A young girl with brown hair and a pink top is rubbing cream on her little brother's back. He is looking at the camera and pulling a face, as if the cream is cold

Macie has helped look after her brother throughout

Macie has helped look after her brother throughout

A girl with long brown hair and glasses sitting cross legged on a hospital bed with her brother who has short brown hair and a black football top. They are playing a game where they have to wear headbands with words on, which they have to guess what they are

Macie and Oliver spent long periods of time together in hospital

Macie and Oliver spent long periods of time together in hospital

A man playing a game with his children on a hospital bed. The game involves a hungry hippo that they are feeding treats to.

The children entertained themselves with games

The children entertained themselves with games

Danielle's reflections

Oliver now has appointments every three months for ultrasounds, including his heart (known as Echo), ophthamology, and bloods, as well as an MRI once a year and meetings with his consultant. I work full time, so juggling all these appointments still has an impact on us as a family. However, unless Oliver gets very unwell, he can be treated at home.

A woman in a long blue flowery summer dress and bare feet. She has long golden brown hair. She is hugging a young boy who has a black patterned t shirt and black shorts. He has short very dark hair. A teenage girl is also in the picture. She has long brown hair, a white t shirt and denim shorts. They are in their living room at home, which has pale blue walls and a wooden floor

Danielle with Oliver and Macie, at home

Danielle with Oliver and Macie, at home


Tests in August 2015 revealed that the chemotherapy wasn’t working as well as it should be. However, the following month Oliver qualified for a clinical trial at Great Ormond Street Hospital, which is he still doing well on today. There was a lot of travelling to London for check ups but all our travel was paid for and Oliver was really well taken care of throughout and checked regularly. The décor at GOSH was colourful and fun, which made it a much less scary place for the children.

"Going on this trial gave us hope and it has been a much better and less harsh treatment for Oliver. I believe the trial saved Oliver’s life."

Macie interviewed Dr Patrick Tarpey about a new children's cancer trial

Treatment closer to home

It would have made a huge difference to us to be able to receive some care in our local hospital. Cambridge is over an hour’s drive away from us and the roads aren’t great. We need to leave a good hour and a half before our appointments, at least. When Oliver was going through the stronger chemotherapy, there were weeks when we had to travel down every day and sit for hours hooked up to the chemo and then drive back home again. This really took its toll on me and him, as well as his sister Macie who had to be picked up from school and looked after by grandparents.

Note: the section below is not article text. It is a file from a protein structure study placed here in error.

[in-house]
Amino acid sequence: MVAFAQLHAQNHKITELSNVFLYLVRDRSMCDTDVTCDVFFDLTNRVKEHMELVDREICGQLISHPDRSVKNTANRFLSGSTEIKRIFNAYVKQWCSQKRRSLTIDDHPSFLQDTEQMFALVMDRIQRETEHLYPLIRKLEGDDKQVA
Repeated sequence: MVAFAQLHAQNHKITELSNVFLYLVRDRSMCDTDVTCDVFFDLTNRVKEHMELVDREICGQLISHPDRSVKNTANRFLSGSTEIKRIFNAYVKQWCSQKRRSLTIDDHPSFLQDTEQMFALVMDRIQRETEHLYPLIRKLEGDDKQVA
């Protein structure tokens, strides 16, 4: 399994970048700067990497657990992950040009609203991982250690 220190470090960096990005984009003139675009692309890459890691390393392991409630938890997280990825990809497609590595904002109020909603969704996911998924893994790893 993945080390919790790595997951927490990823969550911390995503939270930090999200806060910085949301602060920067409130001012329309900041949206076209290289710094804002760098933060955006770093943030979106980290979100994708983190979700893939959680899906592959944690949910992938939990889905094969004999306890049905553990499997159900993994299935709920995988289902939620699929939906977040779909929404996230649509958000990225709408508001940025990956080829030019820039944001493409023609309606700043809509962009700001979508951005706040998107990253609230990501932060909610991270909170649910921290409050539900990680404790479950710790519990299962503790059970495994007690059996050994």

A black cat lying on a windowsill next to a photo of Macie and Oliver as toddlers

Being at home, close to family and friends, would have made a difference to Danielle, Macie and Oliver

Being at home, close to family and friends, would have made a difference to Danielle, Macie and Oliver

Hospital school

Oliver was only a toddler when he was going through his harshest treatment. It would have been brilliant to have some early years education as missing out on the pre-school experience had a huge impact.

Because he has fallen through the cracks a bit, Oliver still struggles at school due to all the time he has missed for hospital appointments. He has lower immunity and is still off school poorly a lot more than most children. He struggles to make progress but doesn’t really get any help. A local charity has paid for some tutoring which has been helpful. I do worry about Oliver’s schooling and wonder if there is more that could be done to help children, like him, who miss education because they are in hospital. 


On the children’s wards at Peterborough City Hospital and at Addenbrooke’s Hospital, it’s only the child that receives any food. This is very difficult when you are on a ward for long periods. Buying food in the hospital concourse is costly, plus it means having to leave the child which I never wanted to do. Family can bring in food for you to heat up, but because Addenbrooke’s is so far from home this wasn’t practical.

"A lot of times I just ate whatever Oliver had left. Ideally food for parents should be provided to your child’s room so you don’t have to leave them - and it shouldn’t be expensive."

Oliver also had a number of procedures where he had to fast for long periods, sometimes twelves hours at a time. It would be great if clinicians could come up with a way that children don’t have to go without food for so long, as this had a huge impact on Oliver's mental health.

Thank you Macie, Oliver and Danielle for sharing your story

A teenage girl and her younger brother sitting on a park bench under a tree. The girl has long brown hair and is wearing blue shorts and a white t shirt. The boy has dark hair. He's wearing an orange football top and black shorts